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Electric Trucks Can More Than Hold A Candle To Diesel Trucks

There has been a lot of buzz surrounding the Tesla Semi’s release. A bigger topic to look into is how investing in an Electric truck compares to investing in a Diesel truck. It comes down to cost, batteries, and weight.

Electric trucks have been under much scrutiny. This is because there is a notion that batteries are too expensive. An 80,000 pound truck will need a lot of batteries. However, faster charging networks are what is said to make them cheaper to operate than diesel trucks. These sentiments sound eerily similar to when Electric cars came out. Back then it was true that batteries significantly drove up the price of the car. Now we’re at a point where EV’s are much more affordable.

Faster Charging and smaller batteries could be the answer

A new study from the Stockholm Environment Institute came to the conclusion that carrying a heavy battery around in a bigger vehicle doesn’t amount to maximum efficiency. Lead analyst Bjorn Nykvist from SEI said, “It doesn’t really matter the size of the battery pack in the truck. You really just need more power from the charger. The key here is that, basically a heavier vehicle consumes more energy. The more energy you consume, the more saving potential there is. So, a very heavy truck uses more diesel per kilometer than a lighter one, but that’s also a big savings potential if you can switch to electricity.” Previous studies showed that as the gross vehicle weight went up, the cost also went up. New studies show that it's actually the inverse of what was found in the previous studies. Smaller battery packs also give a truck better leveraging given that they weigh so much less. It is much less efficient for a truck to have a huge battery pack while also pulling a load of goods.

Visualizing what Nykvist is saying

Nykvist is saying that the benefits for using Electric Power only increase as the truck gets larger. For example, it may not pay off that much to have an Electric 10-foot box truck that’s like a U-haul. However, the savings go up exponentially when it comes to a full size 18-wheeler.

Where previous studies went wrong

Previous studies were wrong because the estimates of those doing the studies were faulty. It was assumed that the battery cost per kWh was higher than it actually is. The lifetime of a battery pack is still an aspect that is being improved upon. For example, the Tesla Semi can’t go as far on one charge as a diesel truck can go on one tank of gas. However, the Tesla Semi will bring about huge savings in the cost of fuel compared to a diesel truck.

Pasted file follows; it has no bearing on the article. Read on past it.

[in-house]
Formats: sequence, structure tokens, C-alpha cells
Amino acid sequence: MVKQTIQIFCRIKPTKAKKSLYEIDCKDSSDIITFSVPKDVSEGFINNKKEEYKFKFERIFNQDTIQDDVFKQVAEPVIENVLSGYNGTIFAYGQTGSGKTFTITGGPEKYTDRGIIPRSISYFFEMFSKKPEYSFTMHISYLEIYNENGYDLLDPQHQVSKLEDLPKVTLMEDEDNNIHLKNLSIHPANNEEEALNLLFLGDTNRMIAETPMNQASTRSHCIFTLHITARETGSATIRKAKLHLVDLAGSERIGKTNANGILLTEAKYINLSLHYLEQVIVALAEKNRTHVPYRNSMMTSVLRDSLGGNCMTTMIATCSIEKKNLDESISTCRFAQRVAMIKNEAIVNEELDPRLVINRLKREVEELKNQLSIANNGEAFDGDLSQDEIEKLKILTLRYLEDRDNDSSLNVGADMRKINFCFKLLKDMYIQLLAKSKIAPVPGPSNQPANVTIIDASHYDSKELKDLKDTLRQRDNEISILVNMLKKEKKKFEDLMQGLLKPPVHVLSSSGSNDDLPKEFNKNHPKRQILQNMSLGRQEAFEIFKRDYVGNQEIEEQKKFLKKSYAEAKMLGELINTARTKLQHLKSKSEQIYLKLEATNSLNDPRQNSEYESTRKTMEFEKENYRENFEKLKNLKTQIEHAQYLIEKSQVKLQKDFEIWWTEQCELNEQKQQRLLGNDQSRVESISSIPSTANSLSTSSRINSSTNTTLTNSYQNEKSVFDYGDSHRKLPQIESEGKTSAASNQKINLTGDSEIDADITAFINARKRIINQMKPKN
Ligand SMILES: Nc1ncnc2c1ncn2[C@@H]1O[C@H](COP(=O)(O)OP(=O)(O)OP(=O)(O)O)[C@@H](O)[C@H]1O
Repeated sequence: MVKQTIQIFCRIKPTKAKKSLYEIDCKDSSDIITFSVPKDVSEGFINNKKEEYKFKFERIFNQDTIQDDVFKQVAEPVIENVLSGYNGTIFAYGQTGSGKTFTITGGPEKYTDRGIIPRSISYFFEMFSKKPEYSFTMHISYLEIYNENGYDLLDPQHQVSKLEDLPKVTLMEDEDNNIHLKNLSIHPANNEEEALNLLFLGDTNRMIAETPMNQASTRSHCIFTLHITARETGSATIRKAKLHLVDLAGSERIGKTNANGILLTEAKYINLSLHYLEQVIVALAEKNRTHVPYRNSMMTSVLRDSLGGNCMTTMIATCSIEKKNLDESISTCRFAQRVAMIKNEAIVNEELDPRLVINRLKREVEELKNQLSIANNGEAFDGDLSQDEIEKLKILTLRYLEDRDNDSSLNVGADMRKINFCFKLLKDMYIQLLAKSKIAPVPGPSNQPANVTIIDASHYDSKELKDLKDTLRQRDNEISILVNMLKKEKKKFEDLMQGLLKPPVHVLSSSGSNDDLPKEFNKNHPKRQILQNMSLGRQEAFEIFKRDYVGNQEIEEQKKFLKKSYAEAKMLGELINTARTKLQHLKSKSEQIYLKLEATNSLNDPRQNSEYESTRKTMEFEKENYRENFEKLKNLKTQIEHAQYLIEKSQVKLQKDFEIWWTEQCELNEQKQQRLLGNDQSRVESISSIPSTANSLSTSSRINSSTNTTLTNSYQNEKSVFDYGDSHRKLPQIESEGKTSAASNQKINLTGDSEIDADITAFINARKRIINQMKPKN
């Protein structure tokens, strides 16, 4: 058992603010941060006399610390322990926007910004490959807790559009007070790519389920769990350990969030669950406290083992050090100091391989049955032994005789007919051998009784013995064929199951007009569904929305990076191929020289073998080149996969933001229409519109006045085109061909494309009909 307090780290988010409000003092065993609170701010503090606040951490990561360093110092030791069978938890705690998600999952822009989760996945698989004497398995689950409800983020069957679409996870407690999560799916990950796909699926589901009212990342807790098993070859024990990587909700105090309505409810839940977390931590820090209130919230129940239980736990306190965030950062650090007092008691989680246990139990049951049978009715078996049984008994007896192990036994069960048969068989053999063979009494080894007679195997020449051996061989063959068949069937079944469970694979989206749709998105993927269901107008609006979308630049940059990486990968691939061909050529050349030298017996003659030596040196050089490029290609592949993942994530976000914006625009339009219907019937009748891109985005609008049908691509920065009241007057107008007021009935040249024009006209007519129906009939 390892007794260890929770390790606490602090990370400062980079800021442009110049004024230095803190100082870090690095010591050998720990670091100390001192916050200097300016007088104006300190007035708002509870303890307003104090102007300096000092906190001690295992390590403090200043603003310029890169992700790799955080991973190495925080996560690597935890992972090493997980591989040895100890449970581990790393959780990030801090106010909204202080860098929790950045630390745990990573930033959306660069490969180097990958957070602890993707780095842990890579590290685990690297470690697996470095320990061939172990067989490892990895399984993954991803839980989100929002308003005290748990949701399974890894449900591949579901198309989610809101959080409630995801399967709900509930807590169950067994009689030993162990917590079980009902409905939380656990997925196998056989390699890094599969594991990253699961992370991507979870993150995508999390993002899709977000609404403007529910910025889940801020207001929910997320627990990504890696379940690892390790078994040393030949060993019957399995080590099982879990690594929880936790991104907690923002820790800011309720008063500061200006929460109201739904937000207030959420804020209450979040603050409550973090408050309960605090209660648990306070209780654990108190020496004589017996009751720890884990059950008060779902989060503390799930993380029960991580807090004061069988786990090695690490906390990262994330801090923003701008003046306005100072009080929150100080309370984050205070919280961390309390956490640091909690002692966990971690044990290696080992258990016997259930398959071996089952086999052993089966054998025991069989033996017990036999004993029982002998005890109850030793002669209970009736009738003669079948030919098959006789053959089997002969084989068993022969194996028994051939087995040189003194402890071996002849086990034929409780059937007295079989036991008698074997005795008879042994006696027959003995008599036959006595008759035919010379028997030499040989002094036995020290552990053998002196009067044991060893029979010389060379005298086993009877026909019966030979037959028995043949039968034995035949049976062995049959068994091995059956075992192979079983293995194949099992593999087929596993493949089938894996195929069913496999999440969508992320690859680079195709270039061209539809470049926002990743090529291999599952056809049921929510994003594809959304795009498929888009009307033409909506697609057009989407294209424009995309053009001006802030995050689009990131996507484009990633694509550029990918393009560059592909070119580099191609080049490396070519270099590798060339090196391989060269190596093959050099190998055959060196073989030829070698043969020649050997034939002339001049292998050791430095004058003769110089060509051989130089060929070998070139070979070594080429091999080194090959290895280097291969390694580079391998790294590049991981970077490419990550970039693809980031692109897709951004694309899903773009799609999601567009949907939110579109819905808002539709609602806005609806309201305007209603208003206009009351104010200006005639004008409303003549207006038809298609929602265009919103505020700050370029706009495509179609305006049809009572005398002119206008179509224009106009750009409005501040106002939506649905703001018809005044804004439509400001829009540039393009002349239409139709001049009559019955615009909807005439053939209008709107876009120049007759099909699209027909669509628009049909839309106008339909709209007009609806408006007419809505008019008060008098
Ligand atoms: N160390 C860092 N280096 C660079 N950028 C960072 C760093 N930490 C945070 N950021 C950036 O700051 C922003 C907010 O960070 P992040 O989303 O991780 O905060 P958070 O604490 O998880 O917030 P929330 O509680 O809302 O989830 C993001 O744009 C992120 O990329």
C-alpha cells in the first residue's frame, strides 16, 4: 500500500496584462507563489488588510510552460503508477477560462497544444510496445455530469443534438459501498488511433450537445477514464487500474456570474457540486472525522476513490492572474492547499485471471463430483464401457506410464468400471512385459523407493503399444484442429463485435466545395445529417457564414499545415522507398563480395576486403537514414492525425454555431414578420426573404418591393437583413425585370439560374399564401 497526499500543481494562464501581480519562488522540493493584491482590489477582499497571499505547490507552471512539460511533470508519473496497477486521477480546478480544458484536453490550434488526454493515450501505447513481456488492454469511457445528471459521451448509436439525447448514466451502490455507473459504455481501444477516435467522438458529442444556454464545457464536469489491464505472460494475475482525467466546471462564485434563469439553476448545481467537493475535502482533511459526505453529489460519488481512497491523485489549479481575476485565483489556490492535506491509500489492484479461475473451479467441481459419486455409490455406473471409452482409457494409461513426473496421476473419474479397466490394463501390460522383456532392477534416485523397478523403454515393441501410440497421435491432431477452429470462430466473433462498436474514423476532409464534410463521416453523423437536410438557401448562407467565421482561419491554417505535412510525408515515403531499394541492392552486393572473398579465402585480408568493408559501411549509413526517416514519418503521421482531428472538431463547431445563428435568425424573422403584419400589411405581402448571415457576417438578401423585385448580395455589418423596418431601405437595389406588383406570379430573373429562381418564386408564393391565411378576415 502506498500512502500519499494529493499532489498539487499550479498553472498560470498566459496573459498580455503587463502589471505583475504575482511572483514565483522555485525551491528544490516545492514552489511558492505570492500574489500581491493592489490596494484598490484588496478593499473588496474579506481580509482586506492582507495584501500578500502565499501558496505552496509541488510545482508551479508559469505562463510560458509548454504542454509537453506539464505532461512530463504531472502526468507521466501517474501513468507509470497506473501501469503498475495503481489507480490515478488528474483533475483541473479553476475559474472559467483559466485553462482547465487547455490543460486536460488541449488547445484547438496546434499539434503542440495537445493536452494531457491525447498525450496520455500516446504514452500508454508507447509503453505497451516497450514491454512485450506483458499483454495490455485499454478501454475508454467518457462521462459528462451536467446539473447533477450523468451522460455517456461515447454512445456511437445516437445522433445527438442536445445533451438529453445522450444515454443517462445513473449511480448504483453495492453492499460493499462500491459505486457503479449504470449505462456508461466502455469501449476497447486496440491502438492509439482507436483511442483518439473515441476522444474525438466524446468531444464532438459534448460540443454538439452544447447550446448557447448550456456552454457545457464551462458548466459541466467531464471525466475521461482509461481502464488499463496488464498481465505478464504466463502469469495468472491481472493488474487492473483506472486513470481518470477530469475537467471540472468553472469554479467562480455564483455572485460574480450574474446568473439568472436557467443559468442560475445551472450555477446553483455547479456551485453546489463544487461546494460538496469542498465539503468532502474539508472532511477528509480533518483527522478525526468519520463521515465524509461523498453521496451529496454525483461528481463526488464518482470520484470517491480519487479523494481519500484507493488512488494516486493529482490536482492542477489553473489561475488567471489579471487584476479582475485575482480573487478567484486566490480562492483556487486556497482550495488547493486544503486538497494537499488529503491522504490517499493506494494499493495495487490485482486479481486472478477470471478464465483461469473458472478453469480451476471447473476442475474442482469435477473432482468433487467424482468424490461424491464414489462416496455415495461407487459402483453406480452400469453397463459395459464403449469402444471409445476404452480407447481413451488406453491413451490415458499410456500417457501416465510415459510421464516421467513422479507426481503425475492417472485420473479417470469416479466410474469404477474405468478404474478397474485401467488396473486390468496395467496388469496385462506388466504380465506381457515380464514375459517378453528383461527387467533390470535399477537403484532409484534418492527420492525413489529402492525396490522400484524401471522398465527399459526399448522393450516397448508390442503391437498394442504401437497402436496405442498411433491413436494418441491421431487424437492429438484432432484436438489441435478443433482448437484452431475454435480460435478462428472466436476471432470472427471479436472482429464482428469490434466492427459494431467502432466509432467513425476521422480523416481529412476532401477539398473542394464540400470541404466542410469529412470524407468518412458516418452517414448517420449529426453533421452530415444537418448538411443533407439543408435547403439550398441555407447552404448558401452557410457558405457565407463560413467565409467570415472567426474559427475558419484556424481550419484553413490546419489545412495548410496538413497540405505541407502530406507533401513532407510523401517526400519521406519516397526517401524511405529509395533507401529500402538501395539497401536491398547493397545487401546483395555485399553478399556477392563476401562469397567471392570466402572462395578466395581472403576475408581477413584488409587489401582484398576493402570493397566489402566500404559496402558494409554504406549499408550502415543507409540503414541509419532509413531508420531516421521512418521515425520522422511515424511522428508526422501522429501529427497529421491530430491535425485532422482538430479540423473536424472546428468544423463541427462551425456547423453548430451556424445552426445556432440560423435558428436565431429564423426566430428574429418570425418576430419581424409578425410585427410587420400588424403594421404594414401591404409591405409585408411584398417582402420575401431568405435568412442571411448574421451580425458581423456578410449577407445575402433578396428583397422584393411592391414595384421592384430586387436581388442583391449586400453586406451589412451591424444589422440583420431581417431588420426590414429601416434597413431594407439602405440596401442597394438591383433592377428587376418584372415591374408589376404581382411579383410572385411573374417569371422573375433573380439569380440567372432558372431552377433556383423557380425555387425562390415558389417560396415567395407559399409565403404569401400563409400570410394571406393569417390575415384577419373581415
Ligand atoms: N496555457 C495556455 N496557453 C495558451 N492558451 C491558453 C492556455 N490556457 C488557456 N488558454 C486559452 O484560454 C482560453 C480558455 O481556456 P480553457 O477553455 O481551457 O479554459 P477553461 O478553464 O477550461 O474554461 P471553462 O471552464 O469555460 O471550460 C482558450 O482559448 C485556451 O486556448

This commercial fast charger hasn’t been made yet

A fast charger for commercial trucks hasn’t been made yet. It seems that proponents of these fast chargers are looking to government incentives to aid the effort in getting a high-speed truck charger infrastructure in place. They hope to get the ball rolling by playing to these various governments' desires to cut emissions.
The bottom line is some kind of incentive program would need to be worked out in each individual country that has Electric trucks on its roads.

What Tesla’s role could be

Tesla as well as other EV companies could have a role to play in this effort to build a high-speed charging infrastructure for trucks. Tesla has proven that they can build an expansive charging network for passenger cars. If Tesla could apply the same level of competency to electric trucks, then trucks such as the Tesla Semi could operate on much improved charging networks.

Check out this article about the last update on the Tesla Semi.

Image: Toyota Motor North America

Daniel Cappo reports Tesla developments at Torque News. He has had a passion for cars ever since age five when his grandparents let him drive their old golf cart around their property in Upstate NY. He has attended numerous auto shows, and even got the chance to drive a Ferrari California on the track. Ever since Tesla opened up a dealership at his local mall, he's been an avid follower of their cars and technology. Dan has a B.S. in Public Communication from U Vermont. Follow Daniel on Twitter and LinkedIn for daily Tesla News.